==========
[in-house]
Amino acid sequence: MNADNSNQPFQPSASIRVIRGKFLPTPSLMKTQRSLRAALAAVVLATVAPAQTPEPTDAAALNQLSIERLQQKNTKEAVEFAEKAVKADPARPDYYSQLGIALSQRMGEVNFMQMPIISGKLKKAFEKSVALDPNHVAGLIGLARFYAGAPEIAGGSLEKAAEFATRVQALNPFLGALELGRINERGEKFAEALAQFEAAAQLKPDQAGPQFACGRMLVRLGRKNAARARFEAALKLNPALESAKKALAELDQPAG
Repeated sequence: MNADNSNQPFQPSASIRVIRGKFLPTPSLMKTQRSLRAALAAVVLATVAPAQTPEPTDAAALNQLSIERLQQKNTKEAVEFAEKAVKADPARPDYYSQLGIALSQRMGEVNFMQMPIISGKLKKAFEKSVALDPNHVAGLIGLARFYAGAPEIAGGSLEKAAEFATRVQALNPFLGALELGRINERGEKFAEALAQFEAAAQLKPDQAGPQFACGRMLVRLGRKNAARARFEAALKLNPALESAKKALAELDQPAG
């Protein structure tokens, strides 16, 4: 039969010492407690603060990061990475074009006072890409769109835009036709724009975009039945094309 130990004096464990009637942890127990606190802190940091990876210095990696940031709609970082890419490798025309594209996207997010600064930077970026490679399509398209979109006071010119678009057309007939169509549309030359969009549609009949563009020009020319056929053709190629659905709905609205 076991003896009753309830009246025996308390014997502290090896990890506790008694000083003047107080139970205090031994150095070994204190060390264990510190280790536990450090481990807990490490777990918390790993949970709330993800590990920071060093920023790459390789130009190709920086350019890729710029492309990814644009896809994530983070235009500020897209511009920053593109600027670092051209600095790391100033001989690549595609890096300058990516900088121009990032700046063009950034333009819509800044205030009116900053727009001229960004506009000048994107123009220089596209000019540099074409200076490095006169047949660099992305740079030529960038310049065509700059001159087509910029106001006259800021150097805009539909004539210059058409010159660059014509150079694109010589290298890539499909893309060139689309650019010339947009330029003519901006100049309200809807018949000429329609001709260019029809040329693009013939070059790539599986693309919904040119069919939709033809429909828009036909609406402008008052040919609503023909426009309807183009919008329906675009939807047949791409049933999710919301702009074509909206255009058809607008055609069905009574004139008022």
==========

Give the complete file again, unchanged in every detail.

[in-house]
Amino acid sequence: MNADNSNQPFQPSASIRVIRGKFLPTPSLMKTQRSLRAALAAVVLATVAPAQTPEPTDAAALNQLSIERLQQKNTKEAVEFAEKAVKADPARPDYYSQLGIALSQRMGEVNFMQMPIISGKLKKAFEKSVALDPNHVAGLIGLARFYAGAPEIAGGSLEKAAEFATRVQALNPFLGALELGRINERGEKFAEALAQFEAAAQLKPDQAGPQFACGRMLVRLGRKNAARARFEAALKLNPALESAKKALAELDQPAG
Repeated sequence: MNADNSNQPFQPSASIRVIRGKFLPTPSLMKTQRSLRAALAAVVLATVAPAQTPEPTDAAALNQLSIERLQQKNTKEAVEFAEKAVKADPARPDYYSQLGIALSQRMGEVNFMQMPIISGKLKKAFEKSVALDPNHVAGLIGLARFYAGAPEIAGGSLEKAAEFATRVQALNPFLGALELGRINERGEKFAEALAQFEAAAQLKPDQAGPQFACGRMLVRLGRKNAARARFEAALKLNPALESAKKALAELDQPAG
């Protein structure tokens, strides 16, 4: 039969010492407690603060990061990475074009006072890409769109835009036709724009975009039945094309 130990004096464990009637942890127990606190802190940091990876210095990696940031709609970082890419490798025309594209996207997010600064930077970026490679399509398209979109006071010119678009057309007939169509549309030359969009549609009949563009020009020319056929053709190629659905709905609205 076991003896009753309830009246025996308390014997502290090896990890506790008694000083003047107080139970205090031994150095070994204190060390264990510190280790536990450090481990807990490490777990918390790993949970709330993800590990920071060093920023790459390789130009190709920086350019890729710029492309990814644009896809994530983070235009500020897209511009920053593109600027670092051209600095790391100033001989690549595609890096300058990516900088121009990032700046063009950034333009819509800044205030009116900053727009001229960004506009000048994107123009220089596209000019540099074409200076490095006169047949660099992305740079030529960038310049065509700059001159087509910029106001006259800021150097805009539909004539210059058409010159660059014509150079694109010589290298890539499909893309060139689309650019010339947009330029003519901006100049309200809807018949000429329609001709260019029809040329693009013939070059790539599986693309919904040119069919939709033809429909828009036909609406402008008052040919609503023909426009309807183009919008329906675009939807047949791409049933999710919301702009074509909206255009058809607008055609069905009574004139008022």